Update on Pilot Lab Exascale Earth System Modelling
Since 2019, around 30 scientists from 8 Helmholtz Centres have been working together to create Earth System Models (ESMs) that are fit for the next generation of supercomputers, i.e. ready for exascale. Recently, Martin Schultz from JSC, the coordinator of the Pilot Lab Exascale Earth System Modelling (PL-ExaESM), presented the background and rationale of this project and some recent results at the Center for Earth System Observation and Computational Analysis (CESOC). CESOC was established in 2021 to strengthen collaboration between Earth System scientists and computer scientists in the Rhineland region and to support Germany’s successful bid to become a new host of the European Centre for Medium-Range Weather Forecasts (ECMWF). ECMWF pioneered a technology-oriented perspective on ESM development with its scalability programme, and this work has led to a European Centre of Excellence (ESiWACE) and a series of projects (ESCAPE). With PL-ExaESM, the Helmholtz Association has joined forces and strengthened the connection with leading ESM developers in Europe.
The underlying concern of PL-ExaESM is the observation that new supercomputer technologies present a disruptive change to more specialized and diverse computing and storage components. While scientific progress with ESMs in the past partly relied on the exponential growth of supercomputing resources due to miniaturization (Moore’s law), it is no longer possible to simply run existing code on more processors. Instead, fundamentally new concepts must be developed to exploit the capabilities of accelerators such as GPUs and to optimize workflows and storage concepts. Furthermore, new algorithms and the embedding of machine learning techniques in ESM models and ESM output post-processing need to be explored. As ESM code represents some of the largest and most complex supercomputing applications, the analysis of ESM requirements and bottlenecks can also help in designing the supercomputing architectures of the future. PL-ExaESM has made substantial progress in all of these areas and has helped to build a new community of interdisciplinary researchers who will create the next generation of ESMs with enhanced resolution, better representations of physical processes, and a better user experience, thus contributing even more to the solving of society’s grand challenges.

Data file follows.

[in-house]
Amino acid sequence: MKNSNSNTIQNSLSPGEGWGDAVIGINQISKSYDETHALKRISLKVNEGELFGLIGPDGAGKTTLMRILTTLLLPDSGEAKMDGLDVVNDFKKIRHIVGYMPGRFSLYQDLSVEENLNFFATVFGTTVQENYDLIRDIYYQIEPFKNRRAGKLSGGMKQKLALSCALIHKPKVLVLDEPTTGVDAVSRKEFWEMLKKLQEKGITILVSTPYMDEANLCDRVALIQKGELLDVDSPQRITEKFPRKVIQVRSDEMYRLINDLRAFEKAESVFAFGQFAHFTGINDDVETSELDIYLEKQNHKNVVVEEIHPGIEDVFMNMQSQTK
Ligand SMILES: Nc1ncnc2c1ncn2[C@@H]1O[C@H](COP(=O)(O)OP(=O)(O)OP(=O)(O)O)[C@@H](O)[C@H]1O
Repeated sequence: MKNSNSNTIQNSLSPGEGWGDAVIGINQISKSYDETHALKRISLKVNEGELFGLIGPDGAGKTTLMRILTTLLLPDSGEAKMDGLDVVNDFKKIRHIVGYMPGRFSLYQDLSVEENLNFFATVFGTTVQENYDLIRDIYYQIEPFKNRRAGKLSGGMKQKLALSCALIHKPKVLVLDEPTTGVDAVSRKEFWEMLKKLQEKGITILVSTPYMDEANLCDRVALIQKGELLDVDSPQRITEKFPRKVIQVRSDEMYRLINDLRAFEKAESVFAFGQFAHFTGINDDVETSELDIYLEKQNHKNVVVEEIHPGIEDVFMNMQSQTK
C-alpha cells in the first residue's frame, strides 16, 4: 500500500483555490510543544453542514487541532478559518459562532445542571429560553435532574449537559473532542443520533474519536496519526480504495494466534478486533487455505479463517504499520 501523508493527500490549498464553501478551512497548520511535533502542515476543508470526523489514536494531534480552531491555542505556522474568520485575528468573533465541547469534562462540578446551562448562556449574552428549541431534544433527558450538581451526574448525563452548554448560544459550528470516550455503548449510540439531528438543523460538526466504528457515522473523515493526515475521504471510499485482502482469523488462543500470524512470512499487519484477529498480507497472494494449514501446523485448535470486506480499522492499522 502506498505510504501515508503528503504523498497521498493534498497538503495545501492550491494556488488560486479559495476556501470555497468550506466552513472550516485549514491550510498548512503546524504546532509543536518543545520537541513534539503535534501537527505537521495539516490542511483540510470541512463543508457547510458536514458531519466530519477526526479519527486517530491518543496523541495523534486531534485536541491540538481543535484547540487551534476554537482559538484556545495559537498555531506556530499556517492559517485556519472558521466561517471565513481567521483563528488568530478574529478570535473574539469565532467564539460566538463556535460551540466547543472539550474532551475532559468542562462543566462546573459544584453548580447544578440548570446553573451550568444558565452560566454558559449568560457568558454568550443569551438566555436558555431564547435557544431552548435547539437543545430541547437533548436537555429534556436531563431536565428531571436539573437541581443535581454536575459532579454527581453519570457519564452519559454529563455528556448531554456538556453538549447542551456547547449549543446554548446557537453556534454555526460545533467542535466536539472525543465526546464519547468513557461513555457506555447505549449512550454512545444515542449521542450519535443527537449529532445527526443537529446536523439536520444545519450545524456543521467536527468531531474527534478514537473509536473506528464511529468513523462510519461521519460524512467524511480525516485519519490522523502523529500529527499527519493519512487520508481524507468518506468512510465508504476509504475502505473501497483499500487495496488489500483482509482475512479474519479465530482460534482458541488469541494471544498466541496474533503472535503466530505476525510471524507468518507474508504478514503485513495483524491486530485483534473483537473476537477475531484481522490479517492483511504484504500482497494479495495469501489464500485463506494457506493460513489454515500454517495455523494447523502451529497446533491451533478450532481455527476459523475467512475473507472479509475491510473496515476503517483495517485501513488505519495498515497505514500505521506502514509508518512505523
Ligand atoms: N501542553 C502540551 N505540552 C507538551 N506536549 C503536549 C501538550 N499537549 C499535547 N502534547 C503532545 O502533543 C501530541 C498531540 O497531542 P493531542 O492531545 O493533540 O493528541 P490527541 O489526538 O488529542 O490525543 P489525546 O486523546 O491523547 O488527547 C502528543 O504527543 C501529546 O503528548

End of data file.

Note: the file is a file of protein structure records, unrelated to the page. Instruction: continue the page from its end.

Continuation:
The PL-ExaESM project, which is funded by the Helmholtz Initiative and Networking Fund, runs until September 2022. Its main activities will then be continued under the umbrella of a Joint Lab. For further information, please visit https://www.exaesm.de/.
Contact: Dr. Martin Schultz
from JSC News No. 286, 7 February 2022